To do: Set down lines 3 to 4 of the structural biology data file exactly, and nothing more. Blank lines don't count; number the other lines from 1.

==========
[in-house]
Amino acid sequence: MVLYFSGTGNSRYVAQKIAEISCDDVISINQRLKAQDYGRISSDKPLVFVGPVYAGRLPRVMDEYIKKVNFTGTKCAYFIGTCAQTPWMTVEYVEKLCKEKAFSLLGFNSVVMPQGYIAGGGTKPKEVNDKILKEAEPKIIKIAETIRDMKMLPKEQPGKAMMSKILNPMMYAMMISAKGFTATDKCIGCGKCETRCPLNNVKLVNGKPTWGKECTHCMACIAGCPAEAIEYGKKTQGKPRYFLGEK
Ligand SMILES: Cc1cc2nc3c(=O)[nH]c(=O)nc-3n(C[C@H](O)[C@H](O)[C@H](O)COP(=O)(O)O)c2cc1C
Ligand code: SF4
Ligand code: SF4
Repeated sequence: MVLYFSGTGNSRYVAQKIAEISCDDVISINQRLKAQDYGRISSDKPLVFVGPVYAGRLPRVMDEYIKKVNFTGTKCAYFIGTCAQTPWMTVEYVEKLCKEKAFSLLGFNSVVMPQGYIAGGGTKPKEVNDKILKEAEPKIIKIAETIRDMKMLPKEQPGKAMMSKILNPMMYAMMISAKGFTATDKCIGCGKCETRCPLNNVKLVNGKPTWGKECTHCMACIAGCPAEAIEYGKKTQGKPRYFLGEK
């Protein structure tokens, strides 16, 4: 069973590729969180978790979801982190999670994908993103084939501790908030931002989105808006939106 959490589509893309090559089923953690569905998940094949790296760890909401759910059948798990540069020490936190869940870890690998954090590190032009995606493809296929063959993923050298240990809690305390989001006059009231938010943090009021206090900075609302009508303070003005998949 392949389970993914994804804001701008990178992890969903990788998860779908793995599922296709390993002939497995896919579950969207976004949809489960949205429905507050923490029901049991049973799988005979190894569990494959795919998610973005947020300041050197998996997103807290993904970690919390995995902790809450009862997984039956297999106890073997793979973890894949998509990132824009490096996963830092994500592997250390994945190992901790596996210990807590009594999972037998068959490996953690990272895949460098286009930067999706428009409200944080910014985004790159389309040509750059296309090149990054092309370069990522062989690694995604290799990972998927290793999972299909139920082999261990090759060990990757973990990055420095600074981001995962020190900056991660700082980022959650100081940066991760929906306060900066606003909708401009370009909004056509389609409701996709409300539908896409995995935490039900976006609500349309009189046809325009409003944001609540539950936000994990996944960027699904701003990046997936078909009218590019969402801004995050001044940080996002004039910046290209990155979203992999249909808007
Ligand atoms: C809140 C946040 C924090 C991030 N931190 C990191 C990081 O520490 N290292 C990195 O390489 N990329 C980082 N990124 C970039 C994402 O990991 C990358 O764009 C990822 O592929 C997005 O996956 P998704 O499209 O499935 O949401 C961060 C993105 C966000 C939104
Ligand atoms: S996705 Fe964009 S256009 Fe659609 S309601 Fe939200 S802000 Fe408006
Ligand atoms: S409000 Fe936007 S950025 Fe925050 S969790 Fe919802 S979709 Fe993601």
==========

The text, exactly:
Ligand SMILES: Cc1cc2nc3c(=O)[nH]c(=O)nc-3n(C[C@H](O)[C@H](O)[C@H](O)COP(=O)(O)O)c2cc1C
Ligand code: SF4